Risquet began by recalling that in November 1982 Andropov had told Castro “that our relations must always be frank, honest and loyal. He said something that Comrade Fidel liked very much …: ‘We must not fail to tell a truth or express an opinion just to avoid an unpleasant moment.’ … With you, now,” he told Varennikov, “I will follow this principle.” And, on behalf of Raúl Castro, he began administering a tongue lashing to Varennikov for the flawed military strategy that the Soviet Military Mission was advocating in Angola. He spoke with subtle irony, with intelligence and bluntly.
“I told you, a few days ago, about the friendship and fraternity we feel for the Soviet Union,” Risquet reminded Varennikov, “how we see in the Soviet military our teachers, our brothers, and how much your military expertise has meant for Cuba. But I also told you that we have had disagreements [in Angola]. … We want to make it very clear, comrade General of the Army, that the Cuban military command will not be dragged into any adventure. … We are responsible for the lives of our soldiers and cannot allow them to be sacrificed without reason.” Risquet concluded: “You can be absolutely certain, dear comrade General of the Army, that if the South Africans attack the line that we are defending, we will fight fiercely without any hesitation, but know with equal certainty that we will refuse to endanger even a single Cuban life in an operation we consider ill-advised, wrong-headed and unrealistic. … Believe me, comrade General of the Army, it is very unpleasant to have to speak in this way. We understand how uncomfortable this must be for you, who bear no responsibility for what has happened. … We see the Soviets as our brothers, but we consider it necessary to tell you all this so that you will return to the Soviet Union with a complete and full understanding of the views of our Minister of Defense.”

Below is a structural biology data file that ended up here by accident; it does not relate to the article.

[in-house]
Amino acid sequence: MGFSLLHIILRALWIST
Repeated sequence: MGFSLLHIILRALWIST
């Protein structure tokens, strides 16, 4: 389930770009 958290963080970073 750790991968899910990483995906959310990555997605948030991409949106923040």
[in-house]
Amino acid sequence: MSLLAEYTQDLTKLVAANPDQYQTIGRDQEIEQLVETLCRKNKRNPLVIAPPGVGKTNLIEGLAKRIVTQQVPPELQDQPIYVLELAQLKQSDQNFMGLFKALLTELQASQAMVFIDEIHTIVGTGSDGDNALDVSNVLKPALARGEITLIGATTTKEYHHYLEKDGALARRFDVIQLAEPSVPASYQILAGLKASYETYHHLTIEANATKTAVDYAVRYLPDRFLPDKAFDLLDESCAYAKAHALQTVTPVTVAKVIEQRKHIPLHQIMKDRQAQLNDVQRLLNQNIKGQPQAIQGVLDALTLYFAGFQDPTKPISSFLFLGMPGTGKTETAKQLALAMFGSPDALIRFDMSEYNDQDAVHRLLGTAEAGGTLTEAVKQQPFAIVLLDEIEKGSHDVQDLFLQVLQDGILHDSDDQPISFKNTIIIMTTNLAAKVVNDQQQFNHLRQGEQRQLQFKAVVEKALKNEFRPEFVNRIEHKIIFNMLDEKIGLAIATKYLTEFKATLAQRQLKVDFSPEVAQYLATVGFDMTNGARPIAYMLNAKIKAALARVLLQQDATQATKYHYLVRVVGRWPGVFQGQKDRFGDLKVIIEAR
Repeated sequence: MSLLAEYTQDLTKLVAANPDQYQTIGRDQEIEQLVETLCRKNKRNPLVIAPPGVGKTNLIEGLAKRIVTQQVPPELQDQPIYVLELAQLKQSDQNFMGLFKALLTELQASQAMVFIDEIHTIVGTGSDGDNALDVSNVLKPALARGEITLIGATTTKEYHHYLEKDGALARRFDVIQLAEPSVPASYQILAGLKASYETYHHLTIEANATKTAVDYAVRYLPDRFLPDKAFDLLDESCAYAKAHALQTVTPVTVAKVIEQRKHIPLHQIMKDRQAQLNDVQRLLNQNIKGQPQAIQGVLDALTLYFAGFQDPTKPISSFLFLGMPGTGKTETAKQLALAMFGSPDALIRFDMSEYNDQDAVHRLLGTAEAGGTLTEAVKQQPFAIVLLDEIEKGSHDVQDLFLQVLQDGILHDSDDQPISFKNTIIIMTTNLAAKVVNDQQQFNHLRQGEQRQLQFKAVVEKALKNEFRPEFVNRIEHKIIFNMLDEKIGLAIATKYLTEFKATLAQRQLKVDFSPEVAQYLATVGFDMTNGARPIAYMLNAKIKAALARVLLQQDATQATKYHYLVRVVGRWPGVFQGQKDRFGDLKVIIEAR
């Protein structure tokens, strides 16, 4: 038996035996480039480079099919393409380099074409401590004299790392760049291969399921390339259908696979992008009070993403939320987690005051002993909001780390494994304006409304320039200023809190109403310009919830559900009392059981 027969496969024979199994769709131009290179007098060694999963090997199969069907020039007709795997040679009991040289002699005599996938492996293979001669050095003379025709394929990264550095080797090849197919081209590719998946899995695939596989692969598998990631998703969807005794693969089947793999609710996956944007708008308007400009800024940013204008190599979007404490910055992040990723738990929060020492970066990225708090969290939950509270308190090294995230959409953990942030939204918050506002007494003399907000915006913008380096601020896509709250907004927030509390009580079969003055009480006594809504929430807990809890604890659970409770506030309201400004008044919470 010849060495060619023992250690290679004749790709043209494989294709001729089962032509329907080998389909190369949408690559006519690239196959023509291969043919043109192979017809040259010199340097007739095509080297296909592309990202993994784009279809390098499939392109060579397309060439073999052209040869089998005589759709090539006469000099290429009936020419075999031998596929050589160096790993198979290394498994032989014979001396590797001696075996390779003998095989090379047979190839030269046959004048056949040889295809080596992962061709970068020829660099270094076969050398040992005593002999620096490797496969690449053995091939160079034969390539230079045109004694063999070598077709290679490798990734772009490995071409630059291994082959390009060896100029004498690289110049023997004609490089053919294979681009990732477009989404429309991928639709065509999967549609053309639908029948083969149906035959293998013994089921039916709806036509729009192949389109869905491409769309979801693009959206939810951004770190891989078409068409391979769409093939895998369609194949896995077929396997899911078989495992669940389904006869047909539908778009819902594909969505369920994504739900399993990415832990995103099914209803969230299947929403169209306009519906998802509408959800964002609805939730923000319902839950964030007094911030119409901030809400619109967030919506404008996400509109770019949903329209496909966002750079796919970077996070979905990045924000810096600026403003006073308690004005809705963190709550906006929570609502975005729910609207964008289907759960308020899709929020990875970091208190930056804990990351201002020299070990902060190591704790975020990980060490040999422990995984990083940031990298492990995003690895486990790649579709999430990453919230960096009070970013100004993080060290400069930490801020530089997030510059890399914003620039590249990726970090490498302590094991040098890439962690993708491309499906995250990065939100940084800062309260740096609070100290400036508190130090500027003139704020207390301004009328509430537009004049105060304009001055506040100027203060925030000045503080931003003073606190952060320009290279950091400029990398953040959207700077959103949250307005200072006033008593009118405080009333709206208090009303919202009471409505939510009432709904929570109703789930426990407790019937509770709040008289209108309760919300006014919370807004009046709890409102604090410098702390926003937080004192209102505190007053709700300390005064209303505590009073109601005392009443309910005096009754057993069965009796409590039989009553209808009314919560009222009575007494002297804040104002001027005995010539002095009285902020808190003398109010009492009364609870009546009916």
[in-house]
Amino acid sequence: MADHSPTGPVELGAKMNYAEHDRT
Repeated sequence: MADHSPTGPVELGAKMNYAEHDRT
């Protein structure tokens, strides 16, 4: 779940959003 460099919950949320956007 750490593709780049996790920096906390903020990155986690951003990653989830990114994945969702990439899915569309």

Risquet always stressed in our conversations that all he was doing was to carry out the instructions of Fidel and Raúl; but he failed to add that he did so with uncommon intelligence, brilliance, and eloquence.
This eloquence, intelligence and brilliance were much in evidence when Risquet led the Cuban delegation during the 1988 quadripartite negotiations (among South Africa, the United States, Cuba and Angola) to attain peace in southwestern Africa. The decisive round occurred in Cairo, in late June 1988. By then the Cuban troops had defeated the South African onslaught against Cuito Cuanavale in the southeast of Angola, Cuban columns were advancing in the southwest toward the Namibian border, and Cuban MIGs were flying over the skies of northern Namibia.
The Cairo round was the last time that the South Africans proposed their ludicrous demands: the simultaneous withdrawal of their troops and the Cuban troops from Angola, a government of national unity of MPLA and Savimbi in Luanda, and the postponement of any discussion over the independence of Namibia. These demands were absurd because, as Raúl Castro said a few days before the Cairo round, Cuba had “flipped the tortilla”: the Cuban troops had achieved superiority over the army of apartheid in Angola, and the Americans and South Africans knew it.